“The Key” is an important concept for Catherine. It is the instrument that unlocks a person’s holiness. The key is the relationship with Christ. She writes, “Where is obedience to be found? In the Word – My only-begotten Son. The key to unlocking the door of obedience is Christ. The (Divine) Word – the Truth – is the porter of that door – but he gives you the key to unlock it. Anyone who travels by the way of Christ, ”travels in the light, and being enlightened, cannot stumble or be caused to fall without perceiving it.”
Thus Catherine squarely put responsibility for obedience on the shoulders of the believer. Quoting Augustine, Catherine says that although God “Created you without yourselves, I will not save you without yourselves. Thus you must take the key in your hand and walk the doctrine of My Word.” Benedict writes that haste to accept and carry out what is asked is important. “The first degree of humility is obedience without delay. This is the virtue of those who hold nothing dearer to them than Christ and the glory everlasting. But this obedience will be acceptable to God and pleasing to others only if what is commanded is done without hesitation, delay, lukewarmness, grumbling or objection, for “God loves a cheerful giver.”
One corrective action that Catherine recommends against failure is the Sacrament of Reconciliation. “Leave mortal sin by a holy confession, contrition of heart, satisfaction, and purpose of amendment.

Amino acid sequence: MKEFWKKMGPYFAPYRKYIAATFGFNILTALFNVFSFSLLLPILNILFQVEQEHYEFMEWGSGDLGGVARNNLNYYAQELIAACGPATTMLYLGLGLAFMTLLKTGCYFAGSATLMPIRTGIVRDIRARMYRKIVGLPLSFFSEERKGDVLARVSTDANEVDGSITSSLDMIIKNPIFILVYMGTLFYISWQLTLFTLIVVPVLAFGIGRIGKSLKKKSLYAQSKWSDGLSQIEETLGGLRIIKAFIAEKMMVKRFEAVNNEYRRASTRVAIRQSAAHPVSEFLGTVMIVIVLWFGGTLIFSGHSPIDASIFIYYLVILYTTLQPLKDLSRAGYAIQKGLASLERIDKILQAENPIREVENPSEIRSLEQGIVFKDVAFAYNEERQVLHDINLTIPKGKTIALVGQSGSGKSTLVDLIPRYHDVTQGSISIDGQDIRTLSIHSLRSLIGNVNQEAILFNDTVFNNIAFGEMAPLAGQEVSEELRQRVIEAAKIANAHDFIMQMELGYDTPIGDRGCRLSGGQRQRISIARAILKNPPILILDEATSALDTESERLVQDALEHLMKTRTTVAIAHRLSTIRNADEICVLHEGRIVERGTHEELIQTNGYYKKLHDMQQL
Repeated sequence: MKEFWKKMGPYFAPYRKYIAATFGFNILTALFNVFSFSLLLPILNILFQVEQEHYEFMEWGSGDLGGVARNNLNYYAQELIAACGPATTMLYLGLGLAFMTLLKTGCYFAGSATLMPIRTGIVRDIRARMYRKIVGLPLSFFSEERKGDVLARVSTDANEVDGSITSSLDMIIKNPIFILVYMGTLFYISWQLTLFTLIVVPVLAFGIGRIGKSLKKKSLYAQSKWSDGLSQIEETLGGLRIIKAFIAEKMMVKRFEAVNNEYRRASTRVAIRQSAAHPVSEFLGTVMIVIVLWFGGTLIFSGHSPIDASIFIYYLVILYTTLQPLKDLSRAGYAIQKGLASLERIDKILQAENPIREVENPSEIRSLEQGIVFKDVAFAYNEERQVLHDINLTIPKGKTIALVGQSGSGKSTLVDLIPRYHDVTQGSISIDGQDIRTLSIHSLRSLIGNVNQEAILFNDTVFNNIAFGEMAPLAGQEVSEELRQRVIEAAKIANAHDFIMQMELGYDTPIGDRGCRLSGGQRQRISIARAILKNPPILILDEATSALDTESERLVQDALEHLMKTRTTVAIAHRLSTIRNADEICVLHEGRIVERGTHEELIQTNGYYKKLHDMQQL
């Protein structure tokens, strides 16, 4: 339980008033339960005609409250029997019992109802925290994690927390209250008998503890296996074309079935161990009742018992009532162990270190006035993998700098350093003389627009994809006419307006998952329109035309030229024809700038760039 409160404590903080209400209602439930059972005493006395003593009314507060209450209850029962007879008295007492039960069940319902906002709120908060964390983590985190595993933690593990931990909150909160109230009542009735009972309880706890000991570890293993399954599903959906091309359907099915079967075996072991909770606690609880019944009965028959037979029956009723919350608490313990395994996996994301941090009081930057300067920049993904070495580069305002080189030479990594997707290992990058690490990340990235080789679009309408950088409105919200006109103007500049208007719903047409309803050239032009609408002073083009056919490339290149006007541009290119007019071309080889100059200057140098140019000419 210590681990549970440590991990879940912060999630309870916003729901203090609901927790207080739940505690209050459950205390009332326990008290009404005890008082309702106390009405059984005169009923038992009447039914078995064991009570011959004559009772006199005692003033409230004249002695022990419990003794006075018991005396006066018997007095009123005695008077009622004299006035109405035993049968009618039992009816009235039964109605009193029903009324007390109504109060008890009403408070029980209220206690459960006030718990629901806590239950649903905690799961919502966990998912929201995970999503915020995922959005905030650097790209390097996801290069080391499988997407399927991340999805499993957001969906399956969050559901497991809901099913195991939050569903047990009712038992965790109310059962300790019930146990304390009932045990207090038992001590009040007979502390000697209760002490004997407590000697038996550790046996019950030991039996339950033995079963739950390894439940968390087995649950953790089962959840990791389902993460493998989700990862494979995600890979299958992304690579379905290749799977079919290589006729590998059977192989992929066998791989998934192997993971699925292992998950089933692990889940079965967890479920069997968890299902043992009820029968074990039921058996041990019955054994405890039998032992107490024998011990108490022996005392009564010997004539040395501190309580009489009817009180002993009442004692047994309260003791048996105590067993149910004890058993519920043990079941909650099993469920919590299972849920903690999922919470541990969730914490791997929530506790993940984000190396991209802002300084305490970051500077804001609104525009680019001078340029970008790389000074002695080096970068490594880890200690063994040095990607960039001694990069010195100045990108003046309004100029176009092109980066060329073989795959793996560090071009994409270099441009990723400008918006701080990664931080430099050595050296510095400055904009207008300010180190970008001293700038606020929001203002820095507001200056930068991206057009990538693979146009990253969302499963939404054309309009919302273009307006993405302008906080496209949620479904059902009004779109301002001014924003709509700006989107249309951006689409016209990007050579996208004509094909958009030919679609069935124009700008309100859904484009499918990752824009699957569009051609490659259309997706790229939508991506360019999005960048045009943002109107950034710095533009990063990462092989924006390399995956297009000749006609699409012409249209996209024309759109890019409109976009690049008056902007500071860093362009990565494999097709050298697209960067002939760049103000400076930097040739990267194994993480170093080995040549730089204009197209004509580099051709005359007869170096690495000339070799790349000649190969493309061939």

Positive effects can be felt in the life of an obedient Servant of God. “Such a one feels no hatred when injured, because he wishes to obey the precept of forgiveness” writes Catherine. He suffers not when his appetites are not satisfied, because obedience has ordered him to desire (God) alone, who can satisfy all his desires.”
How do you know when you’re getting it right? “The sign that you have this virtue is patience” which Catherine calls “the marrow of obedience and a demonstrative sign.” What is interesting is that this patience is bestowed upon the obedient person, whether they are in the state of grace or not.
Catherine writes about other virtues related to obedience. Catherine calls patience the “sister of obedience.” She calls charity “the mother of patience.” The “nurse who feeds them both” is humility and that a soul is obedient in proportion to her humility. Catherine also looks at the other side. The sister of self-love is impatience. “Pride is her foster-mother and feeds her with the darkness of infidelity, so she hastens along the way of darkness.
Obedience is not just about following orders. It comes from the Latin, oboedire which means to “listen to” something or someone or to “listen for” something or someone. It means to place your trust in the hands of someone who might be older, wiser and more experienced. It means actively seeking guidance, getting the direction and listening to – and following the instructions.
Finally, as an aside, Catherine makes reference to the “vow of obedience.” “God also left his vicar (The Pope) on earth, writes Catherine. A little clerical trivia here. I wear black because it is a sign of dying to the world. The collar I wear is called a “Roman collar.” It is a symbol of obedience. Twenty-five years ago I took an oath of obedience to Cardinal Anthony Bevilacqua “and all of his successors.” But ultimately, I promised obedience to the same man as Cardinal Bevilacqua promised obedience to – The Pope. The Pope always wears a white cassock. Thus the white collar represents obedience to the man in the white robe.